She had loose relationships with rajjaleh-ha, the rabble, the amoral and self-seeking people who succeeded in everything, in money, in sex, in social position, precisely because they were void of any higher aspirations and any feeling for others: “All of them were made of a mouth from which a bunch of intestine hung up and connected with their genital organ”.18 Rajjaleh-ha is a familiar term from other Hedayat’s psycho-fictions; so is their description as such.
In the short story “Three Drops of Blood” which, like “Puppet behind the Curtain”, anticipates The Blind Owl, rajjaleh-ha are represented, not by a man but by a tomcat, just as the harlot is symbolized by Nazi, the she-cat loved by Siyavosh. As the spring begins, Nazi is courted by several cats, but she chooses the tomcat: ‘one of those thievish, lean, hungry and stray cats’. Jealous of the tomcat, Siyavosh shoots at it in the dark. Nazi takes the corpse of her mate away, but Siyavosh goes on hearing the dead cat’s cry of anguish. Each time he hears the cat’s cry he shoots in its direction, and each time three drops of fresh blood drip down to the foot of the pine tree.19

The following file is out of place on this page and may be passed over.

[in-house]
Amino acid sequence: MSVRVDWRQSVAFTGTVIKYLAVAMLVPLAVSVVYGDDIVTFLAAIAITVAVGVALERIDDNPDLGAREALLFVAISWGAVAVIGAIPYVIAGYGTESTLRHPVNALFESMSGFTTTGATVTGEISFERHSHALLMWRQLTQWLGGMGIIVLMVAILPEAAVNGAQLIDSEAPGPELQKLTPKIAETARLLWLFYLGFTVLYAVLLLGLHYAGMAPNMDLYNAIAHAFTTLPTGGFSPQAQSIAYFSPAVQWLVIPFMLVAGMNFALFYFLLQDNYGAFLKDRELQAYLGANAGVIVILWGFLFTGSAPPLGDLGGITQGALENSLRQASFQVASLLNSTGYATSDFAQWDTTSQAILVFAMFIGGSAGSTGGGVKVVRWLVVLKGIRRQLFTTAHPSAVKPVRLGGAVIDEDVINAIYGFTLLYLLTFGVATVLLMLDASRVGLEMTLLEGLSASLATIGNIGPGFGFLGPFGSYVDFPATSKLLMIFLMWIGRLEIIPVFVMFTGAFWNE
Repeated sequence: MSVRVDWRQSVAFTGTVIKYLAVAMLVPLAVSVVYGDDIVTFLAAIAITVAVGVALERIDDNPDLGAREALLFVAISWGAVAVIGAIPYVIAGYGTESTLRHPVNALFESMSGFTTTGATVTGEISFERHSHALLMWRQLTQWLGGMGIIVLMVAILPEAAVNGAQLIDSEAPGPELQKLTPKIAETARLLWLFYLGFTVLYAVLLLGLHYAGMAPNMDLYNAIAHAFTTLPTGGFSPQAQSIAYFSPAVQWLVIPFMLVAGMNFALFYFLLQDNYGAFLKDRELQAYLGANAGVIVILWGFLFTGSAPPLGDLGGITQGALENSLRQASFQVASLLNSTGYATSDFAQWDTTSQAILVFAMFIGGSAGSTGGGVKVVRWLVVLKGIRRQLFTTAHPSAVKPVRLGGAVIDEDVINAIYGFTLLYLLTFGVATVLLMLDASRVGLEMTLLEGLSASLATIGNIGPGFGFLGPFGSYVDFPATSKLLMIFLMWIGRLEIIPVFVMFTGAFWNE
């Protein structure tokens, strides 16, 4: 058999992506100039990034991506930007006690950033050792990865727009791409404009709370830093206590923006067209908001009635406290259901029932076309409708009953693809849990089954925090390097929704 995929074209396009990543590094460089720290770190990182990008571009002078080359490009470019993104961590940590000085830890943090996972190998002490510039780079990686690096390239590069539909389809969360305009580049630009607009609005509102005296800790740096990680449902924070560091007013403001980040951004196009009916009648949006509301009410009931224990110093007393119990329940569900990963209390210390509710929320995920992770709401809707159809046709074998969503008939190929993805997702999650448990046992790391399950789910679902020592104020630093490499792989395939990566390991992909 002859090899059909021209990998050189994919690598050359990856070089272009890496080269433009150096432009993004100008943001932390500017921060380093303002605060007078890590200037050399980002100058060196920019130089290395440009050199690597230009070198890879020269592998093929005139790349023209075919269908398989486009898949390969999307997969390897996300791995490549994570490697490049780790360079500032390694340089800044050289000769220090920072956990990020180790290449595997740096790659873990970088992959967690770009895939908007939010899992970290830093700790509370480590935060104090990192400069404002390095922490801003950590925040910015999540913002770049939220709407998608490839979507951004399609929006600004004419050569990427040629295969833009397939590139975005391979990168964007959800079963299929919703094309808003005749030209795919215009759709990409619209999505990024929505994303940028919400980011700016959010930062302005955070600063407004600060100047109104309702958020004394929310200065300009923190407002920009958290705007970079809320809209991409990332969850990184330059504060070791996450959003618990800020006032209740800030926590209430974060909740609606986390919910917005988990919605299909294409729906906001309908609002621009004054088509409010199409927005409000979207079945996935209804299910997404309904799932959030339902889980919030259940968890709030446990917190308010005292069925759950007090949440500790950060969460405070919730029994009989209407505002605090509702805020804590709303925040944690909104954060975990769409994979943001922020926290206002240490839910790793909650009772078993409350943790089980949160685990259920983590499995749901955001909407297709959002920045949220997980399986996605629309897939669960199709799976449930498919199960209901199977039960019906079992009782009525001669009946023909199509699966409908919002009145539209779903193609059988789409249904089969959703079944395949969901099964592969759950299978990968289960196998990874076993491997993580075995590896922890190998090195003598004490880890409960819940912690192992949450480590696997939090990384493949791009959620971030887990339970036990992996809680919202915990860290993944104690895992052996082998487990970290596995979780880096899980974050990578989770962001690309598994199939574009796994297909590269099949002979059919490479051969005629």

At this stage a distinction must be made between portrayals of women in different groups of Hedayat’s fiction. It is in the psycho-fiction group of his works that, directly or indirectly, women are portrayed as either harlot or angel (and men as rabble). The point to emphasize is that the psycho-fictions exclusively concern the lives of modern middle and upper classes of the time to which Hedayat belonged. And although none of them may be described as autobiographical, to different degrees the author’s presence, i.e. the reflection of his moods and values, may be sensed in them. It is in these stories, stories written about the lives of people of his own social and cultural monde and milieu, that explicit value judgments are freely made; and betrayal, anger, frustration, defeat, disappearance and death, experienced. This is incontrast to his critical realist fiction – putting aside Hajji Aqa, which is a political satire – which reflects aspects of the lives of traditional urban middle and lower middle classes. They are realist in style, focus on social types rather than individual characters, i.e. on social and objective as opposed to psychological and subjective events and experiences, and are clearly far removed from the author’s personal experience and close observation. And, as we shall see further below, the portrayal of men and women in these stories are, just like the form and substance of the stories themselves, distinctly different from the psycho-fictions.